In a rare astronomical alignment the Moon will pass directly between the Sun and the Earth, blocking out most of the light from around 8.40am on March 20.
Northern Scotland will have the best view of the partial eclipse, where more than 98 per cent of the Sun will be covered. For London and the South East it will be around 85 per cent.
Dr Edward Bloomer, an astronomer at the Royal Observatory Greenwich, said the eclipse would be spectacular because the Moon was closer to the Earth than it had been for 18 and a half years.
“The Earth is orbiting around the Sun and sometimes is slightly closer and sometimes further away, and the Earth is also wobbling around on its axis,” he said.
“Likewise the orbit of the Moon around the Earth is elliptical and slightly tilted so it’s rare for the Sun, Earth and Moon to actually line up.
“When they do come into perfect alignment it is called the syzygy effect and when the Moon is closest to Earth you have a total eclipse.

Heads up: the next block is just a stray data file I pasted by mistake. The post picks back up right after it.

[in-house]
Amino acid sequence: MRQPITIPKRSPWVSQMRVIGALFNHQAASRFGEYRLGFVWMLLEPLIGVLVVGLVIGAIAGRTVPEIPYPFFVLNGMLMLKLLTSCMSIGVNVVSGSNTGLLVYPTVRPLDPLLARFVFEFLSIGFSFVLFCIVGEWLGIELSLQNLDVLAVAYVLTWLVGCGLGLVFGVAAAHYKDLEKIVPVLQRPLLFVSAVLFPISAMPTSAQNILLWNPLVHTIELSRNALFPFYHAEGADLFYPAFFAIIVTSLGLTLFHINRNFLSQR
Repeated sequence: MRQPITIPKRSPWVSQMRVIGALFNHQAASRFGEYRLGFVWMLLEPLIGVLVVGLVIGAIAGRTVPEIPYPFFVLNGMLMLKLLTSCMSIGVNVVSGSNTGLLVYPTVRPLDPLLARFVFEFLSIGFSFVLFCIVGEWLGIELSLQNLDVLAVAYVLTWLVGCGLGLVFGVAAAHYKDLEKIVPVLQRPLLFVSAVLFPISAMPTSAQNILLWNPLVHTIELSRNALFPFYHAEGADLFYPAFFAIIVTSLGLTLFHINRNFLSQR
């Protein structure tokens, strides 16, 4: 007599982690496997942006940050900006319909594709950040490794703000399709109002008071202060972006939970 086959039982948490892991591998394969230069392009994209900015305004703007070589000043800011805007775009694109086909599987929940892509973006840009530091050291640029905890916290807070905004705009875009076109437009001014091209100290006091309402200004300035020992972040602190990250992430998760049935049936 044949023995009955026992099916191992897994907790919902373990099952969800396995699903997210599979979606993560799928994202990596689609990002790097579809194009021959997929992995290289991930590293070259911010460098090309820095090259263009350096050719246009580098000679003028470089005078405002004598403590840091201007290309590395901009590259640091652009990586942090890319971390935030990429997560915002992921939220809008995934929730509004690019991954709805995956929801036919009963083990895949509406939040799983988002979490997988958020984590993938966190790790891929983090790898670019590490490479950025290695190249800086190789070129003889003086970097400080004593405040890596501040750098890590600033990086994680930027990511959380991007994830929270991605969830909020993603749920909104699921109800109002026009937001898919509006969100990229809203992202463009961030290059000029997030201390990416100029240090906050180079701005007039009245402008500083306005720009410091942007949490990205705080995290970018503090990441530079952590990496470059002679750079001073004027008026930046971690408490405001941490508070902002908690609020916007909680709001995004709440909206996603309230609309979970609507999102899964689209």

“This March there is an exact alignment so nearly all of the light will be blocked out.”
The place in Britain that will see the best eclipse is the west coast of the Isle of Lewis, close to Aird Uig. There 98 per cent of the sun will be obscured at mid-eclipse at around 9.36am
Viewers on Skye and Orkney could see around 97 per cent of the Sun covered. But anyone wishing to see a total solar eclipse will have to visit the Faroes or Northern Scandinavia, where the Sun will be totally covered for around two minutes.
In London the maximum eclipse, when the moon is nearest the middle of the sun, will be at 9.31am. and the Moon will have passed in front of the Sun by 10.41am.
Dr Steve Bell, of the HM Nautical Almanac Office, said: “The path of totality lies well to the north-west of the UK, making landfall over the Faroe Islands and Svalbard as totality moves towards the North Pole.
“The UK will see this eclipse as a deep partial eclipse. Skies will darken for any location where the maximum obscuration exceeds 95 per cent which includes north-western Scotland, the Hebrides, Orkneys and Shetland Islands.”
There are fears that power supplies could be affected by the eclipse, which will be the most complete since 1999.
The next total eclipse anywhere near the UK will be in 2081 in central Europe, and finally in Britain in 2090.